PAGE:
Montrealer says new law banning conversion therapy will save others from ‘devastating’ effects

A Montrealer who went through so-called “conversion therapy” – and says he’s lucky to be alive after that – celebrated Canada’s new practice ban on Wednesday, saying he expects her to even reach the secret corners of the country where she arrives.

“If only one or two pastors … are prosecuted for this,” said Jonathan Di Carlo, it will “have a deterrent effect.”

And if the law had been in effect when he was younger, he added, it would have given him an outside perspective before he started meeting with the pastor of his church to purge what he had been told to be “there”. demonic possession “inside of him – to be gay.

“I think if I had seen any posts about it, and if it had been illegal as a kid, I probably would have had at least a little more time to allow him to teach me all of these things. ” said Di Carlo, now 33.

Conversion therapy is often seen as a burden imposed by the families of victims, but Di Carlo described a more stealthy and isolating process.

Even his mother was kept in the dark about meetings, which lasted nearly a decade, until he reached his mid-twenties.

Worried about her son, feeling he was suicidal, she even looked for her pastor at one point and begged to know if Di Carlo was in danger, and begged to know what was wrong, he told him. she said later.

“She asked him if he would say [her] if, you know, there was a chance that I was trying to kill myself and he refused to answer, ”he said.

After two previous attempts, a bill banning conversion therapy, C-4, was finally passed by both houses of parliament, with the Senate passing it on Tuesday with unanimous support in what Di Carlo called a twist. surprisingly rapid events.

It received Royal Assent on Wednesday, which means it is now law in Canada, but the four new Criminal Code offenses will not come into force until 30 days later, on January 7, 2022.

“I am really grateful that this is over,” he said.


Di Carlo grew up attending a church of about 800 members called the Good News Chapel, in the Saint-Léonard neighborhood in eastern Montreal.

The church also made the news this week for a major COVID-19 outbreak and one death.

Conversion therapy won’t go away overnight, and it will never go away completely, Di Carlo predicted. He saw that his church went through different phases throughout his life, but all of them involved some sort of effort to “cure” people of homosexuality, he said.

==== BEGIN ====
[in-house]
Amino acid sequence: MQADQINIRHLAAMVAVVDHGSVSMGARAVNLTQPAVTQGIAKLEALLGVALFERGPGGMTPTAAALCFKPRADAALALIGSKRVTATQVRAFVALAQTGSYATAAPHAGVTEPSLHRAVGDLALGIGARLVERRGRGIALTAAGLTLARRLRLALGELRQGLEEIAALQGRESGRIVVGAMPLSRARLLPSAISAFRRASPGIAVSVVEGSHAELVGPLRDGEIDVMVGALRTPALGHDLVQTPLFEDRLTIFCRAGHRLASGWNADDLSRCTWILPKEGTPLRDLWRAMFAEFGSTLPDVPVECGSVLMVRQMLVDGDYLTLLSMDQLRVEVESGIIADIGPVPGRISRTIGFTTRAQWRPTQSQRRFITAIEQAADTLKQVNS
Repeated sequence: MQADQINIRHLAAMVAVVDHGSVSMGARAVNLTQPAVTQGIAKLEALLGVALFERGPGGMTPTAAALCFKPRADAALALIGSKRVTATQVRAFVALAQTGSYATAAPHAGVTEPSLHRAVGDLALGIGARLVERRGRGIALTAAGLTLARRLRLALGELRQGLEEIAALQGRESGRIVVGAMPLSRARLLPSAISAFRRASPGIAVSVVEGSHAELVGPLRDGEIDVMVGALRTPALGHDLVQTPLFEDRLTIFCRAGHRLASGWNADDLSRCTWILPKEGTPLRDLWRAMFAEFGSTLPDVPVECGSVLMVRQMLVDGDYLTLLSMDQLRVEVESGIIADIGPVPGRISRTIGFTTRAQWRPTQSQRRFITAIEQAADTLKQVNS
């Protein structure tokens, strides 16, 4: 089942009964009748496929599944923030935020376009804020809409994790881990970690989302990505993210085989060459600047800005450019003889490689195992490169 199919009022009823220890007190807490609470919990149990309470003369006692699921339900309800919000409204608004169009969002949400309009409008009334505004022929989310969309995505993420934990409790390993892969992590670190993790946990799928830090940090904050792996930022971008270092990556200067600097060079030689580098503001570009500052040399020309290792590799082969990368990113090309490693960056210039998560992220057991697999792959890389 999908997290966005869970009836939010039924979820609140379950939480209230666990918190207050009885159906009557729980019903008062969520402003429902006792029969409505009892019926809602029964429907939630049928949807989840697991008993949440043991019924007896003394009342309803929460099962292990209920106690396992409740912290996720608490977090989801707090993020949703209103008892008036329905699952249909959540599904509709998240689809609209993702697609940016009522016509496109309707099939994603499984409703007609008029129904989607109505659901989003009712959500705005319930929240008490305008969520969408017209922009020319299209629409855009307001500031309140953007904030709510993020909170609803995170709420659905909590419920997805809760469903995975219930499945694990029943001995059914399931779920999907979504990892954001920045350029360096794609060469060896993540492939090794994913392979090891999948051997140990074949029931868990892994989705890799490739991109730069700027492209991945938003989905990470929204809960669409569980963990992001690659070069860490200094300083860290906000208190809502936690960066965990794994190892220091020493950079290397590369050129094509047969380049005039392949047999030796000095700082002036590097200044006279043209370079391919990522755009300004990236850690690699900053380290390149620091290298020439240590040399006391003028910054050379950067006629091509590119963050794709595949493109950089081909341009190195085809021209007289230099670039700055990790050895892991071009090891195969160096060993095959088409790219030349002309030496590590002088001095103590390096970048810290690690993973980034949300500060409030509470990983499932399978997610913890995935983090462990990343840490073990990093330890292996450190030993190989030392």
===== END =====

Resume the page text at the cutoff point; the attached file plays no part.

Jonathan Di Carlo (right) is seen with Pastors Jessica and Steve Gesualdi in this 2010 photo. (Photo: Courtesy Jonathan Di Carlo)

As a child, he was taught that homosexuality and pornography were “slippery slopes to become a pedophile,” he recalls.

At that time, the church would organize exorcism attempts when people admitted to being attracted to the same sex.

“You’d have to go to the front of the church and have all the church elders… white men in their sixties and sixties…. put their hands on you and start yelling at you, ”he said.

“And so it’s very embarrassing… very traumatic, because people are yelling at you, like ‘get out of him, demon’,” he said.

“It really makes you feel that there is something wrong with you, that you are supposed to let these demons come into your life.”

Di Carlo said he started to realize he was different around the age of 11, but was too scared to tell anyone.

In 2007, a new pastor and his wife took over: Steve and Jessica Gesualdi.

The public exorcisms ended and a new kind of approach began: closed-door sessions kept secret, both from families and other church members who went through the same thing, from whom he never learned. that years later, said Di Carlo.

He finally confided in the Gesualdis about his homosexual attraction and began sessions with the pastor around 17 years old.


It’s important to remember that “the idea of ​​conversion therapy as ‘therapy’ is really a misnomer,” he told CTV.

From the outside it is “maybe something a little like psychology sessions, but he has no formal counseling training.”

Still, Gesualdi would use the sessions not only to tell Di Carlo to pray, but to lay out his theories about what in Di Carlo’s life had “made” him gay, he recalls.

“Maybe it was because you were sexually assaulted and you didn’t know it, or maybe your mom was bossy and the lack of a father figure made you homosexual, stuff like that “, did he declare. .